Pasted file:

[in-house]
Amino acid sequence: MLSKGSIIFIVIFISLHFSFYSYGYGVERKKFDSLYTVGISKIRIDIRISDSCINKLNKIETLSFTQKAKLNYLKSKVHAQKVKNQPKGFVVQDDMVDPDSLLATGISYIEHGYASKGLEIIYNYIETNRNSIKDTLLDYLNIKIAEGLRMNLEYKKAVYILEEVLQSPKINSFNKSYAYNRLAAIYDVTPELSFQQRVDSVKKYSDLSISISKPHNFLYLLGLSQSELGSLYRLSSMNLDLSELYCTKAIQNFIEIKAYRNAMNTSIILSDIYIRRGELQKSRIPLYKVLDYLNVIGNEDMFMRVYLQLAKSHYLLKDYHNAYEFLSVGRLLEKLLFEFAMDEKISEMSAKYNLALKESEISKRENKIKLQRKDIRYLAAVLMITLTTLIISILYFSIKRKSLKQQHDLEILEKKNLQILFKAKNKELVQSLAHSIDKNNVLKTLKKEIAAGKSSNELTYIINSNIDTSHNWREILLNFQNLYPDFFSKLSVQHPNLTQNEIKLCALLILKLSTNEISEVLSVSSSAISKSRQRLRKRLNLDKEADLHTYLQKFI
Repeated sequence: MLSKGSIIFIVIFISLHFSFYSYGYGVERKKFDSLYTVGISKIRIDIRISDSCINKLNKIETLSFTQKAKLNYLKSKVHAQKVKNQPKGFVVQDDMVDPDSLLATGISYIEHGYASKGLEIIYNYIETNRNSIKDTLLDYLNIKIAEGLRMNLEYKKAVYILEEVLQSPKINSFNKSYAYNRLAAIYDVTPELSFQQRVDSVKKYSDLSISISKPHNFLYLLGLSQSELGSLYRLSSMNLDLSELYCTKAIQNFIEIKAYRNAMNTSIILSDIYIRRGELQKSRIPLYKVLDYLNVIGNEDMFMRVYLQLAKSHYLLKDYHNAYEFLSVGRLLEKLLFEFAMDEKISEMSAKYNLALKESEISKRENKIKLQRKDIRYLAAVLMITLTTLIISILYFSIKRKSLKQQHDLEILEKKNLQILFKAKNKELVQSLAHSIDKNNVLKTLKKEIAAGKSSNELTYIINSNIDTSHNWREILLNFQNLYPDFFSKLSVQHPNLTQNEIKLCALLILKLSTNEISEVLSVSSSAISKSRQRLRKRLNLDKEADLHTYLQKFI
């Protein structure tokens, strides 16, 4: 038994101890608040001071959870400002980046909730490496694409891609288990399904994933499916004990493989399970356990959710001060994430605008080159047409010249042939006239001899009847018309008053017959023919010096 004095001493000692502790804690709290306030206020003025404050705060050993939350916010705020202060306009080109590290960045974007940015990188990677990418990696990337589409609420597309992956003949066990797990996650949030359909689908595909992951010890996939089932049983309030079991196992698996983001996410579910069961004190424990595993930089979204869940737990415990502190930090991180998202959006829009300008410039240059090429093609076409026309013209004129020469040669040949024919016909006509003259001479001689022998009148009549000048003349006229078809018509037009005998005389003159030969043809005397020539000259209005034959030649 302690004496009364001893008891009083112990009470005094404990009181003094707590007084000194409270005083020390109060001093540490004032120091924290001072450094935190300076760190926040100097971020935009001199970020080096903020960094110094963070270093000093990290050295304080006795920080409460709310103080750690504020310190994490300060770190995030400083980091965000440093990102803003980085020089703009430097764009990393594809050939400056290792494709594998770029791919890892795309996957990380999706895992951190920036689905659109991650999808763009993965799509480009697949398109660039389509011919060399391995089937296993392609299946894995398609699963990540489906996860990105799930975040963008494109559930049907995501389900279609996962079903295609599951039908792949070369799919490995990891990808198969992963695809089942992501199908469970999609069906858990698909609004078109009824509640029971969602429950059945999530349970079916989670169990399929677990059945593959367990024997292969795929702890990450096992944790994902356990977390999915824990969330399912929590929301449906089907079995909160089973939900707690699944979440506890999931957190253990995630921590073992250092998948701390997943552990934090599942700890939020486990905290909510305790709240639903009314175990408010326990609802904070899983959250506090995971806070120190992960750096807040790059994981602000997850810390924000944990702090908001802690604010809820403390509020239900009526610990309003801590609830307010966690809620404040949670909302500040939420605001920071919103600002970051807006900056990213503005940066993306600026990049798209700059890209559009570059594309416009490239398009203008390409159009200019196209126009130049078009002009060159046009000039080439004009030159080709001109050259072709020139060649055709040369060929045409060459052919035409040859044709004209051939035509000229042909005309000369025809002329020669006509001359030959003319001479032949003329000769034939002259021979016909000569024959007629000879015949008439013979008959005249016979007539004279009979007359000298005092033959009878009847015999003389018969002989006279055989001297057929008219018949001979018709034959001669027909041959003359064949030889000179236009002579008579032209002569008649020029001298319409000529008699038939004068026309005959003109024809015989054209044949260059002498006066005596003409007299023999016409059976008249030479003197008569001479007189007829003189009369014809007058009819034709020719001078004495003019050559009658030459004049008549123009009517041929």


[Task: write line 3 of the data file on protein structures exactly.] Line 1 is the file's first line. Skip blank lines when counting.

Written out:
Repeated sequence: MLSKGSIIFIVIFISLHFSFYSYGYGVERKKFDSLYTVGISKIRIDIRISDSCINKLNKIETLSFTQKAKLNYLKSKVHAQKVKNQPKGFVVQDDMVDPDSLLATGISYIEHGYASKGLEIIYNYIETNRNSIKDTLLDYLNIKIAEGLRMNLEYKKAVYILEEVLQSPKINSFNKSYAYNRLAAIYDVTPELSFQQRVDSVKKYSDLSISISKPHNFLYLLGLSQSELGSLYRLSSMNLDLSELYCTKAIQNFIEIKAYRNAMNTSIILSDIYIRRGELQKSRIPLYKVLDYLNVIGNEDMFMRVYLQLAKSHYLLKDYHNAYEFLSVGRLLEKLLFEFAMDEKISEMSAKYNLALKESEISKRENKIKLQRKDIRYLAAVLMITLTTLIISILYFSIKRKSLKQQHDLEILEKKNLQILFKAKNKELVQSLAHSIDKNNVLKTLKKEIAAGKSSNELTYIINSNIDTSHNWREILLNFQNLYPDFFSKLSVQHPNLTQNEIKLCALLILKLSTNEISEVLSVSSSAISKSRQRLRKRLNLDKEADLHTYLQKFI